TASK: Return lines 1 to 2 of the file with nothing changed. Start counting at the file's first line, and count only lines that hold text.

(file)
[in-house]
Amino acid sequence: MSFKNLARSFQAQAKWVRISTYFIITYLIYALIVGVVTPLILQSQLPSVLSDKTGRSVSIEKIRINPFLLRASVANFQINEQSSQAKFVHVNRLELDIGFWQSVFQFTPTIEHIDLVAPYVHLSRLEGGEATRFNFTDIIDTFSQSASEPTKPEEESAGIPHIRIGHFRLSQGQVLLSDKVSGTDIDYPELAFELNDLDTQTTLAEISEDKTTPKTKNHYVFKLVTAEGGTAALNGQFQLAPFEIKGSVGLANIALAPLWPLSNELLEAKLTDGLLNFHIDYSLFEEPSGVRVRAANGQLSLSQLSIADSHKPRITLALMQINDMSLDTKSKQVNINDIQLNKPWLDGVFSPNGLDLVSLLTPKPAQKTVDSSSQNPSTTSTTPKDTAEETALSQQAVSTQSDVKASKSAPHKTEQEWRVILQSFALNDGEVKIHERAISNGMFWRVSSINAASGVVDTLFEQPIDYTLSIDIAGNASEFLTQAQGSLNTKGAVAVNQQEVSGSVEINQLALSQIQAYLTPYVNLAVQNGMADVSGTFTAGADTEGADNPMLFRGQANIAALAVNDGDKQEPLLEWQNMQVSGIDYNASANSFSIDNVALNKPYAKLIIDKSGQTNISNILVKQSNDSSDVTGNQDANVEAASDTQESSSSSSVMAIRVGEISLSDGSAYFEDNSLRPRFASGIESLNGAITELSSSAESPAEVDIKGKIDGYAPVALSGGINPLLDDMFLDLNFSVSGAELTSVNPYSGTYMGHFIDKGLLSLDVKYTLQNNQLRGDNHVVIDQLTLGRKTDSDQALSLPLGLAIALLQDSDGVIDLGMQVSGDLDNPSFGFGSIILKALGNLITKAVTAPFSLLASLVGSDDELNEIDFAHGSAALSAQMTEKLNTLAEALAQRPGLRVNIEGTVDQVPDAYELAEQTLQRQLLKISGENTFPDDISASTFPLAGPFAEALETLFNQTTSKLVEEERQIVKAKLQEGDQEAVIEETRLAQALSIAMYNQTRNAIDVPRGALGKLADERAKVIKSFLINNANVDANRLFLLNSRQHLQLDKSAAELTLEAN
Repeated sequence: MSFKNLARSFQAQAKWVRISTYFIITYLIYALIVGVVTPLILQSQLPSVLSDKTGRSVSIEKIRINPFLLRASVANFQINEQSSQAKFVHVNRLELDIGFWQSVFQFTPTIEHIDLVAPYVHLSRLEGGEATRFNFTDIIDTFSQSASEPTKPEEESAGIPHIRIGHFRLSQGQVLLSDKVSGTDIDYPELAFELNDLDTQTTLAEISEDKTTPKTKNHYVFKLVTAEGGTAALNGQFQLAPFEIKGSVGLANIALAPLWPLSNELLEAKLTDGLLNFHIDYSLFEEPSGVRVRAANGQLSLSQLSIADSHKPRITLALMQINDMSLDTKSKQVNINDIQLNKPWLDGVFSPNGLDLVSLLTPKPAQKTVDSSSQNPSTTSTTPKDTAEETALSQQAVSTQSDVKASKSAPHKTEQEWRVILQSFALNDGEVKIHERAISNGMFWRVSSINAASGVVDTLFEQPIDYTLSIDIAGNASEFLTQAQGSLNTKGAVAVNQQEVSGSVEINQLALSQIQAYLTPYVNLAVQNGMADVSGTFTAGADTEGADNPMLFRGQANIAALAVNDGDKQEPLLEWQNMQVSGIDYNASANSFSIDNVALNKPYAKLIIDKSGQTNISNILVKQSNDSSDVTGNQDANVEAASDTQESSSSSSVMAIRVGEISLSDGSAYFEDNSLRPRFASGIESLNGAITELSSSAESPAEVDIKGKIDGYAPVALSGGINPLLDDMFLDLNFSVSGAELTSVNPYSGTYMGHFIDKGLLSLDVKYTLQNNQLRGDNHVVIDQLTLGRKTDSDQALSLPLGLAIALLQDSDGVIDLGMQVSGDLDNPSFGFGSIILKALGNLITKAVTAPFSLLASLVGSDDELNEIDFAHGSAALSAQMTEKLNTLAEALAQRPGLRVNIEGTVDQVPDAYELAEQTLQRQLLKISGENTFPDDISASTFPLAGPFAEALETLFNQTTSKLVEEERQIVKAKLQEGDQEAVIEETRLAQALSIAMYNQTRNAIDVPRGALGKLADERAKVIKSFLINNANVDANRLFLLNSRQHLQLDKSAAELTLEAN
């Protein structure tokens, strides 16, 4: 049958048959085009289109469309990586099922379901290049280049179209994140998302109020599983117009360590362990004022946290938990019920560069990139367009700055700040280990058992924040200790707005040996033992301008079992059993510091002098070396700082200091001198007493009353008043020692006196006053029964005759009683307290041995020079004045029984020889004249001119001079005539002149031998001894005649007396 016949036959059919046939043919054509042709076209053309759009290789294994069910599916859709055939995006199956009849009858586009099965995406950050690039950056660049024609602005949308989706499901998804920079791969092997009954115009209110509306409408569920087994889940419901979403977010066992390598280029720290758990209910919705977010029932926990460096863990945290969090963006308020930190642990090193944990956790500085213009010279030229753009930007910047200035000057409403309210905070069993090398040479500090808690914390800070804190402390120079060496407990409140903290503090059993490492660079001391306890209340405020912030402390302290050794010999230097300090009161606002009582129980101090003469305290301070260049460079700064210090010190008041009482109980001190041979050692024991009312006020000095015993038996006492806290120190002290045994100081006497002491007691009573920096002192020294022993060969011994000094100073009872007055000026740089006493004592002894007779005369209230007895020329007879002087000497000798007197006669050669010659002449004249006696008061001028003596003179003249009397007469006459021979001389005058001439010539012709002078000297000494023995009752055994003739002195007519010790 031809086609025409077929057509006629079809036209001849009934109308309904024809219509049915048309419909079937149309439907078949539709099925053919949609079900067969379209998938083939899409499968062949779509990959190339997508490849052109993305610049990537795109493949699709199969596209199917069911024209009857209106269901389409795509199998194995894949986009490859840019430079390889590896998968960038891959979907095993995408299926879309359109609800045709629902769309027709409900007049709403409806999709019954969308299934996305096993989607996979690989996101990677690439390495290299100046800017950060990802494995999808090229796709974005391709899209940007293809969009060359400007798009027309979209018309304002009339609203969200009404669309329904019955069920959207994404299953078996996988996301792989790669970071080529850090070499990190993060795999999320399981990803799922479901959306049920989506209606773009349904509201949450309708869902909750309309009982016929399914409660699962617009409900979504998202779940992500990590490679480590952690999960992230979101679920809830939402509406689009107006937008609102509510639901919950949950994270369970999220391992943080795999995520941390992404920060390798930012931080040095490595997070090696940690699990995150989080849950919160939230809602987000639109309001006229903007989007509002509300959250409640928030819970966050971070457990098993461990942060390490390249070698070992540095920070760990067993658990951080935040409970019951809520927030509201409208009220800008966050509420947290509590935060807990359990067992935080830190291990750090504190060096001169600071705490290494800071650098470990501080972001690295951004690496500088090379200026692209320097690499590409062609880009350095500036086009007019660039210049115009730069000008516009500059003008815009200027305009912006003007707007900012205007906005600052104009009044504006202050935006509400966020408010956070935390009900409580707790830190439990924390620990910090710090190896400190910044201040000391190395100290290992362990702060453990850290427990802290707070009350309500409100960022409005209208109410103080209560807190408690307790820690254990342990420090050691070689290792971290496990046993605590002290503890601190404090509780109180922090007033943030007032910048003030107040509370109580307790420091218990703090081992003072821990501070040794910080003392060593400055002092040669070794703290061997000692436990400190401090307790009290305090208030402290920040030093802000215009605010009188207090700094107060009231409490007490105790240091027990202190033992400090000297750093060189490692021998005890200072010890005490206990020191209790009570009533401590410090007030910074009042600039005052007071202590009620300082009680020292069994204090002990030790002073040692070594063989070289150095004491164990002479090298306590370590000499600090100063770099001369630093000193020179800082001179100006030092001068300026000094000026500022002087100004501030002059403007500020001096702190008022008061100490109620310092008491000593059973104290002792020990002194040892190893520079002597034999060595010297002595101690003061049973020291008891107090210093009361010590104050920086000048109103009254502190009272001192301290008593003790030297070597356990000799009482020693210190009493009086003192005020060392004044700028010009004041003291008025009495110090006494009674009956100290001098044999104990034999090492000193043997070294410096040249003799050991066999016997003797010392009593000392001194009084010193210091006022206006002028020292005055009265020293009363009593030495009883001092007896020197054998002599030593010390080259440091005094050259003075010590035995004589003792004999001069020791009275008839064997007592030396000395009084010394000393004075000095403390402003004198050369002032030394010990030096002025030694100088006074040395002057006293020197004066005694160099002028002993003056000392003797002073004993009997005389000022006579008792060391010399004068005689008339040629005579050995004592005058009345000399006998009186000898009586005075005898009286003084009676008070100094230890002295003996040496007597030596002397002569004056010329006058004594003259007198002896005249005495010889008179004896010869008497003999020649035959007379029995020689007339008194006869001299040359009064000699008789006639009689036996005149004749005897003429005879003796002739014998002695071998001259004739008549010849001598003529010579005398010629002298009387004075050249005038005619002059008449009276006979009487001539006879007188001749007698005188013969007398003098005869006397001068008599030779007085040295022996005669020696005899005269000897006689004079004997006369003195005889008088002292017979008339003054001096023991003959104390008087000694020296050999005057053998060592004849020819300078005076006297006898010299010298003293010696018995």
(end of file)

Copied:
[in-house]
Amino acid sequence: MSFKNLARSFQAQAKWVRISTYFIITYLIYALIVGVVTPLILQSQLPSVLSDKTGRSVSIEKIRINPFLLRASVANFQINEQSSQAKFVHVNRLELDIGFWQSVFQFTPTIEHIDLVAPYVHLSRLEGGEATRFNFTDIIDTFSQSASEPTKPEEESAGIPHIRIGHFRLSQGQVLLSDKVSGTDIDYPELAFELNDLDTQTTLAEISEDKTTPKTKNHYVFKLVTAEGGTAALNGQFQLAPFEIKGSVGLANIALAPLWPLSNELLEAKLTDGLLNFHIDYSLFEEPSGVRVRAANGQLSLSQLSIADSHKPRITLALMQINDMSLDTKSKQVNINDIQLNKPWLDGVFSPNGLDLVSLLTPKPAQKTVDSSSQNPSTTSTTPKDTAEETALSQQAVSTQSDVKASKSAPHKTEQEWRVILQSFALNDGEVKIHERAISNGMFWRVSSINAASGVVDTLFEQPIDYTLSIDIAGNASEFLTQAQGSLNTKGAVAVNQQEVSGSVEINQLALSQIQAYLTPYVNLAVQNGMADVSGTFTAGADTEGADNPMLFRGQANIAALAVNDGDKQEPLLEWQNMQVSGIDYNASANSFSIDNVALNKPYAKLIIDKSGQTNISNILVKQSNDSSDVTGNQDANVEAASDTQESSSSSSVMAIRVGEISLSDGSAYFEDNSLRPRFASGIESLNGAITELSSSAESPAEVDIKGKIDGYAPVALSGGINPLLDDMFLDLNFSVSGAELTSVNPYSGTYMGHFIDKGLLSLDVKYTLQNNQLRGDNHVVIDQLTLGRKTDSDQALSLPLGLAIALLQDSDGVIDLGMQVSGDLDNPSFGFGSIILKALGNLITKAVTAPFSLLASLVGSDDELNEIDFAHGSAALSAQMTEKLNTLAEALAQRPGLRVNIEGTVDQVPDAYELAEQTLQRQLLKISGENTFPDDISASTFPLAGPFAEALETLFNQTTSKLVEEERQIVKAKLQEGDQEAVIEETRLAQALSIAMYNQTRNAIDVPRGALGKLADERAKVIKSFLINNANVDANRLFLLNSRQHLQLDKSAAELTLEAN